IDEAS home Printed from https://ideas.repec.org/p/nbr/nberwo/3643.html
   My bibliography  Save this paper

Measuring Risk Aversion From Excess Returns on a Stock Index

Author

Listed:
  • Ray Chou
  • Robert F. Engle
  • Alex Kane

Abstract

We distinguish the measure of risk aversion from the slope coefficient in the linear relationship between the mean excess return on a stock index and its variance. Even when risk aversion is constant, the latter can vary significantly with the relative share of stocks in the risky wealth portfolio, and with the beta of unobserved wealth on stocks. We introduce a statistical model with ARCH disturbances and a time-varying parameter in the mean (TVP ARCH-N). The model decomposes the predictable component in stock returns into two parts: the time-varying price of volatility and the time-varying volatility of returns. The relative share of stocks and the beta of the excluded components of wealth on stocks are instrumented by macroeconomic variables. The ratio of corporate profit over national income and the inflation rate ore found to be important forces in the dynamics of stock price volatility.

Suggested Citation

  • Ray Chou & Robert F. Engle & Alex Kane, 1991. "Measuring Risk Aversion From Excess Returns on a Stock Index," NBER Working Papers 3643, National Bureau of Economic Research, Inc.
  • Handle: RePEc:nbr:nberwo:3643
    Note: ME
    as

    Download full text from publisher

    File URL: http://www.nber.org/papers/w3643.pdf
    Download Restriction: no

    References listed on IDEAS

    as
    1. Epstein, Larry G & Zin, Stanley E, 1989. "Substitution, Risk Aversion, and the Temporal Behavior of Consumption and Asset Returns: A Theoretical Framework," Econometrica, Econometric Society, vol. 57(4), pages 937-969, July.
    2. William F. Sharpe, 1964. "Capital Asset Prices: A Theory Of Market Equilibrium Under Conditions Of Risk," Journal of Finance, American Finance Association, vol. 19(3), pages 425-442, September.
    3. French, Kenneth R. & Schwert, G. William & Stambaugh, Robert F., 1987. "Expected stock returns and volatility," Journal of Financial Economics, Elsevier, vol. 19(1), pages 3-29, September.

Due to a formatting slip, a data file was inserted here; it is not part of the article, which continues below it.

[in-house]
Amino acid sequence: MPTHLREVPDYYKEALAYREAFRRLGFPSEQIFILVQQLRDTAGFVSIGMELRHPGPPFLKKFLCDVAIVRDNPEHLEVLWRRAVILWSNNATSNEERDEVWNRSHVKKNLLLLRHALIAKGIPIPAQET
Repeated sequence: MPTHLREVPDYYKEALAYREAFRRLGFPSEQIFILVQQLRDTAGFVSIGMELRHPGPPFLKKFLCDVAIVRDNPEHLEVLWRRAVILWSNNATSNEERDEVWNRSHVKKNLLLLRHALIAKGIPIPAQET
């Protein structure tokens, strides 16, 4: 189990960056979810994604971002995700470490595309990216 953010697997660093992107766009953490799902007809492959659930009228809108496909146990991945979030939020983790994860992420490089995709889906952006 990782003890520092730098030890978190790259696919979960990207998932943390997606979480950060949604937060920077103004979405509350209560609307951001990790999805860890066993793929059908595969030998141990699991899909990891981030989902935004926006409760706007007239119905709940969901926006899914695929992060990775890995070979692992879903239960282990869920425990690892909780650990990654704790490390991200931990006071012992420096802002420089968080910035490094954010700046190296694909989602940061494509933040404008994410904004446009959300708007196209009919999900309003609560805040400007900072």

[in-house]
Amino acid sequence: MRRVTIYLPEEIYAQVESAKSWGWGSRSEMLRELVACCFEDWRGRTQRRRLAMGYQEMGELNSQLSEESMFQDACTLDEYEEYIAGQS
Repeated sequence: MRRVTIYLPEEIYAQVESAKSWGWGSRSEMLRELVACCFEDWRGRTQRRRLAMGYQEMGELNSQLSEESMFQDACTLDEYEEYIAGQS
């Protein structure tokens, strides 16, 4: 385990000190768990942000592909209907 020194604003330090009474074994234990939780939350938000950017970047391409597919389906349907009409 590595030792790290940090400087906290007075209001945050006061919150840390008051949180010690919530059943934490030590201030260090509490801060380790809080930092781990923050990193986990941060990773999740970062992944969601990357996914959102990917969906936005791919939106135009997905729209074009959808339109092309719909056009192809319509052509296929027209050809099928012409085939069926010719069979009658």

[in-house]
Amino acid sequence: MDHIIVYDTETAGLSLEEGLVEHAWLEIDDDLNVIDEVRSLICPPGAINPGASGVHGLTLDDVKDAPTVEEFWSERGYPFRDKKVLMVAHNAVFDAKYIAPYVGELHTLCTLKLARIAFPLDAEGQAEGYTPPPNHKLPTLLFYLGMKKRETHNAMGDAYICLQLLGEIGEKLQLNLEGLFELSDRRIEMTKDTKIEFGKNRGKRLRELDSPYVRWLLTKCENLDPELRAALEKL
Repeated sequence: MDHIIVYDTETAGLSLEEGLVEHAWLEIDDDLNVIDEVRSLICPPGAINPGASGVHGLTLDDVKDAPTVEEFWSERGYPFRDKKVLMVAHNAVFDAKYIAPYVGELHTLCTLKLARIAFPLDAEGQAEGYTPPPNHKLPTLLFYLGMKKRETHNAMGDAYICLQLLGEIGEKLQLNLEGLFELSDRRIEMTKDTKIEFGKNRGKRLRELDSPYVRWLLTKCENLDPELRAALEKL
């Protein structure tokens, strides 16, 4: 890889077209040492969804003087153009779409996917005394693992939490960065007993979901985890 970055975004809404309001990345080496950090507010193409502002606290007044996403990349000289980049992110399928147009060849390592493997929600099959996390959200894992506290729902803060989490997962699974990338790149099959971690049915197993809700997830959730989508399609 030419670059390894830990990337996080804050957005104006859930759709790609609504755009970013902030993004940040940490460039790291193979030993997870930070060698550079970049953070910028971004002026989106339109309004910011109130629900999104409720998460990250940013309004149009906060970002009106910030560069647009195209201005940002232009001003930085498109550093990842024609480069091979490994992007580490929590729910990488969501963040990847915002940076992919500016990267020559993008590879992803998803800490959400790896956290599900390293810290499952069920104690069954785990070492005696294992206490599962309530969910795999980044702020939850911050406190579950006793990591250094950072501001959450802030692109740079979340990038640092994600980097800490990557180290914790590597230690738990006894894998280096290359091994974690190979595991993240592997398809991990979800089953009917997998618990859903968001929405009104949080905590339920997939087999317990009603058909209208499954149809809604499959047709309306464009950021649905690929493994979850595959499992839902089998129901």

4. Zvi Bodie & Alex Kane & Robert L. McDonald, 1983. "Why Are Real Interest Rates So High?," NBER Working Papers 1141, National Bureau of Economic Research, Inc.
    5. Friend, Irwin & Blume, Marshall E, 1975. "The Demand for Risky Assets," American Economic Review, American Economic Association, vol. 65(5), pages 900-922, December.
    6. Bollerslev, Tim & Chou, Ray Y. & Kroner, Kenneth F., 1992. "ARCH modeling in finance : A review of the theory and empirical evidence," Journal of Econometrics, Elsevier, vol. 52(1-2), pages 5-59.
    7. Fama, Eugene F. & French, Kenneth R., 1988. "Dividend yields and expected stock returns," Journal of Financial Economics, Elsevier, vol. 22(1), pages 3-25, October.
    Full references (including those not matched with items on IDEAS)

    More about this item

    Statistics

    Access and download statistics

    Corrections

    All material on this site has been provided by the respective publishers and authors. You can help correct errors and omissions. When requesting a correction, please mention this item's handle: RePEc:nbr:nberwo:3643. See general information about how to correct material in RePEc.

    For technical questions regarding this item, or to correct its authors, title, abstract, bibliographic or download information, contact: (). General contact details of provider: http://edirc.repec.org/data/nberrus.html .

    If you have authored this item and are not yet registered with RePEc, we encourage you to do it here. This allows to link your profile to this item. It also allows you to accept potential citations to this item that we are uncertain about.

    If CitEc recognized a reference but did not link an item in RePEc to it, you can help with this form .

    If you know of missing items citing this one, you can help us creating those links by adding the relevant references in the same way as above, for each refering item. If you are a registered author of this item, you may also want to check the "citations" tab in your RePEc Author Service profile, as there may be some citations waiting for confirmation.

    Please note that corrections may take a couple of weeks to filter through the various RePEc services.

    IDEAS is a RePEc service hosted by the Research Division of the Federal Reserve Bank of St. Louis . RePEc uses bibliographic data supplied by the respective publishers.